The fatal crash occurred Monday shortly before 3 p.m. in Wilton Manors, a city just north of Fort Lauderdale in South Florida.
According to a preliminary investigation, a man driving a 2009 Honda Accord failed to allow a bus in front of him to merge back into a lane. The driver passed the bus, almost hitting the front driver’s side, and then veered right off the road and onto the sidewalk, striking multiple children, according to authorities.
The driver then sped up and fled the area, the sheriff’s office said.
Two children, Andrea Fleming, 6, and Kylie Jones, 5, were pronounced dead at the scene, the sheriff’s office said. Four children were hospitalized: Draya Fleming, 9; Johnathan Carter, 10; Laziyah Stokes, 9; and Audre Fleming, 2.
Stephen Gollan, battalion chief at Fort Lauderdale Fire Rescue, said at a news conference Monday that some of the injuries were critical. He called the crash a “horrific event.”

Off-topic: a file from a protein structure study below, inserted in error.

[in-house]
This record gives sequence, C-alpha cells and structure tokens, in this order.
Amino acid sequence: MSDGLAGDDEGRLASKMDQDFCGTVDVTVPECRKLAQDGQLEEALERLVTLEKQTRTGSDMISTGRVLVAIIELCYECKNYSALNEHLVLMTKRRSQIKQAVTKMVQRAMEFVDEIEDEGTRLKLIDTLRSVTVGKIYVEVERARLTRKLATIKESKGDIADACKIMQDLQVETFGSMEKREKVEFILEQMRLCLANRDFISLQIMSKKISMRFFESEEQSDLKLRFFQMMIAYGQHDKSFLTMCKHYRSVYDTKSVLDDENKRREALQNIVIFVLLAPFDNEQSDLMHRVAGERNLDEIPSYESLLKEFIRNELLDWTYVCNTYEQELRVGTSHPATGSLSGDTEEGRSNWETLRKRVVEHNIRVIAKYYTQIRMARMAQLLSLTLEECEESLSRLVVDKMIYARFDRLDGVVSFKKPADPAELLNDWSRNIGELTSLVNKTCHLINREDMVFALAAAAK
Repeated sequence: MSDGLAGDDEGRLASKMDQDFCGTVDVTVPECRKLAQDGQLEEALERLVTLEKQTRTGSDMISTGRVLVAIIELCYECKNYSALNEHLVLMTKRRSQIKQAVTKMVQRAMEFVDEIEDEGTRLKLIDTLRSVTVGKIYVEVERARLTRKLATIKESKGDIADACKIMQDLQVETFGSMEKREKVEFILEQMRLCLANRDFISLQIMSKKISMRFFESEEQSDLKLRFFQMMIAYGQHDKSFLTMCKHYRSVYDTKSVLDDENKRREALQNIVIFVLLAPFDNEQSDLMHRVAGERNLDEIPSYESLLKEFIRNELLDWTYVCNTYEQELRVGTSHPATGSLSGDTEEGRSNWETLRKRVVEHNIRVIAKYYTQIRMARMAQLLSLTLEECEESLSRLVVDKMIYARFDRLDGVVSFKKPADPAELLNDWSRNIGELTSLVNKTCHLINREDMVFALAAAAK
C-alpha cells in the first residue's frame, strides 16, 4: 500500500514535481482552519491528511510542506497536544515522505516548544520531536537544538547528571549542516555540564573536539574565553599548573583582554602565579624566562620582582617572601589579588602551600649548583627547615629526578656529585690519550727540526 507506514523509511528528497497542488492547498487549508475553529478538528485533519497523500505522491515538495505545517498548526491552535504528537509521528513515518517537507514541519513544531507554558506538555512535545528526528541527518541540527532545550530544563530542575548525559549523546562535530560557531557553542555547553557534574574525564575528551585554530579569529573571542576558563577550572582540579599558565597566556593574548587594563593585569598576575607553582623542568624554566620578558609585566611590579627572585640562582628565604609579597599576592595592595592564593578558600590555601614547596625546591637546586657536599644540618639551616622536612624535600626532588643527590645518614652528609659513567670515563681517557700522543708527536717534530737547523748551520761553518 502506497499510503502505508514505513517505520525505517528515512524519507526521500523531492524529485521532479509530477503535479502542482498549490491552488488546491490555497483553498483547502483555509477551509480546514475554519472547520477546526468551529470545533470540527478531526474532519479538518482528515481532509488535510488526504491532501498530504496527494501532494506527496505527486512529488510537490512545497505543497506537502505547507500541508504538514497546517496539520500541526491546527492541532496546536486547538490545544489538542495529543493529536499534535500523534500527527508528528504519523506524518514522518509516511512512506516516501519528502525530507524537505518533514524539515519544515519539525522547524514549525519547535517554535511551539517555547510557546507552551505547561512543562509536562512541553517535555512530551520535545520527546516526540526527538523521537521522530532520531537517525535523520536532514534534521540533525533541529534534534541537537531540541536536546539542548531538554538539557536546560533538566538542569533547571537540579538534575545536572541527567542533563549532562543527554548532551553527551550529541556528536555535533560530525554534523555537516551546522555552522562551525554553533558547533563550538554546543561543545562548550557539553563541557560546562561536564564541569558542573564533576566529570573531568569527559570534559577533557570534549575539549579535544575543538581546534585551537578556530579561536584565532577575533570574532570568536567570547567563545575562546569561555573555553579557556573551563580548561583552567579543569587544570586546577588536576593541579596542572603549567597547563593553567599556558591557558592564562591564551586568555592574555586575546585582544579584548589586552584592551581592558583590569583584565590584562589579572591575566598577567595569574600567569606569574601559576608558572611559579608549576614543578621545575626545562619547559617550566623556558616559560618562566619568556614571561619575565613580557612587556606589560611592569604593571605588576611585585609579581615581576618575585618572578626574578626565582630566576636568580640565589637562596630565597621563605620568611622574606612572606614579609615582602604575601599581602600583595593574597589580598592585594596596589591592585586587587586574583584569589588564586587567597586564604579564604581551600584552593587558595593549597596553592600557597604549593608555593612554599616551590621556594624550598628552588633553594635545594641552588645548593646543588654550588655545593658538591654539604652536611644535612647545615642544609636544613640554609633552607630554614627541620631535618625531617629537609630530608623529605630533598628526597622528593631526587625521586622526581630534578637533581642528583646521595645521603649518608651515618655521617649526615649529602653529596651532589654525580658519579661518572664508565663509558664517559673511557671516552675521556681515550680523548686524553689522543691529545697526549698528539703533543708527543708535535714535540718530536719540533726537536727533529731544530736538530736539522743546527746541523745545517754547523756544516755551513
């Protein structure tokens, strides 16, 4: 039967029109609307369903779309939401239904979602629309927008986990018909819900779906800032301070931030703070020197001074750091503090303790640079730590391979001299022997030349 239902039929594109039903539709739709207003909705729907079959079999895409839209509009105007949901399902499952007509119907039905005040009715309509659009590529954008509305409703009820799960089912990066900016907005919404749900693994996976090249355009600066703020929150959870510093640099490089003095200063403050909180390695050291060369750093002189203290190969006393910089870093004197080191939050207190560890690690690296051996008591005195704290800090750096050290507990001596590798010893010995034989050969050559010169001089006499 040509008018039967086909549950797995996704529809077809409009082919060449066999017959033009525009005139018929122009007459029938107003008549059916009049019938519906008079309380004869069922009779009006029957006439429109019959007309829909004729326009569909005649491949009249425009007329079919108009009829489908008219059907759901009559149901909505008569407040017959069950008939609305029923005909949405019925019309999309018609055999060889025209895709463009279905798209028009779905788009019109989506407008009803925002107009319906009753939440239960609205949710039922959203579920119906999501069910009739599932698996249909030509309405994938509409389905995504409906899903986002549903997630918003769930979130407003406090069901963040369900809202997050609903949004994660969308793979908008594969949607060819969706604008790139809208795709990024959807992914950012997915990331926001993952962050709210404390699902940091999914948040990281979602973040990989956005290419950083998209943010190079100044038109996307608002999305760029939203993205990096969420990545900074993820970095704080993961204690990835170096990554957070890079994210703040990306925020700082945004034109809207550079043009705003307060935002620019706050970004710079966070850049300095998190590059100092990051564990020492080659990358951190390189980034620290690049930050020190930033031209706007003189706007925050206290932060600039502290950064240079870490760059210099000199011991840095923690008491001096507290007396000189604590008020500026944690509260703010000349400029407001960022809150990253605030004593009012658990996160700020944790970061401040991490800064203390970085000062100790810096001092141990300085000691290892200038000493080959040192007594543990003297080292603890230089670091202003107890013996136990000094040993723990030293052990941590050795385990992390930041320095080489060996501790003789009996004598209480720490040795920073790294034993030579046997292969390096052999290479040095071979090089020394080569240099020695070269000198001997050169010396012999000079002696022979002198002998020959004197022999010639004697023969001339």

The Broward County Sheriff’s Office deputies, Wilton Manors Police officers and Fort Lauderdale Fire Rescue responded to the scene. Gollan said there were people providing aid at the scene before emergency crews arrived.
Sheriff’s office spokesperson Miranda Grossman told reporters the vehicle struck the children in a residential area and she urged homeowners to look at their doorbell cameras for any clues about the suspect and vehicle.
“At this point detectives are still investigating the circumstances surrounding this incident and are looking for any information,” she said. “This is still all part of the investigation, figuring out the suspect’s car, going through video, going through evidence, talking to witnesses,” she added.
Aerial footage from CNN affiliate WPLG showed the incident occurred on a four-lane road with a separated bike lane to the right. The scene appeared to be outside an apartment building and near a 40 mph speed limit sign, video from the ground showed.
The video also shows a pedestrian crossing within the area marked off by police tape.
Of all states, Florida has the second-highest pedestrian fatality rate in the country, behind New Mexico, according to 2019 data from the National Highway Traffic Safety Administration.